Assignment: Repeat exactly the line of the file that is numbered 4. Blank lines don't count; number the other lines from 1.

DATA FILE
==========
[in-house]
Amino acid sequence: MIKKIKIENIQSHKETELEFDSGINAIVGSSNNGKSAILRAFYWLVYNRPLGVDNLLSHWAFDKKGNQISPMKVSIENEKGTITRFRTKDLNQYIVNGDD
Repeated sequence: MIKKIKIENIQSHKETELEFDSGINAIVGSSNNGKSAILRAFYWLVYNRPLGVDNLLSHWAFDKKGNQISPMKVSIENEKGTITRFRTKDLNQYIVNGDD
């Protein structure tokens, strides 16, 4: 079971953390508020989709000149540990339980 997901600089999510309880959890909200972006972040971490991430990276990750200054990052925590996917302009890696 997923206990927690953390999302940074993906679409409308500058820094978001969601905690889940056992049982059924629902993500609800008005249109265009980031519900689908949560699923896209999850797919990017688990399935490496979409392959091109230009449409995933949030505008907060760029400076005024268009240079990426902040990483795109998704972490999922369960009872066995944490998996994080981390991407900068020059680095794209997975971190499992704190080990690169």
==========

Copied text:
């Protein structure tokens, strides 16, 4: 079971953390508020989709000149540990339980 997901600089999510309880959890909200972006972040971490991430990276990750200054990052925590996917302009890696 997923206990927690953390999302940074993906679409409308500058820094978001969601905690889940056992049982059924629902993500609800008005249109265009980031519900689908949560699923896209999850797919990017688990399935490496979409392959091109230009449409995933949030505008907060760029400076005024268009240079990426902040990483795109998704972490999922369960009872066995944490998996994080981390991407900068020059680095794209997975971190499992704190080990690169």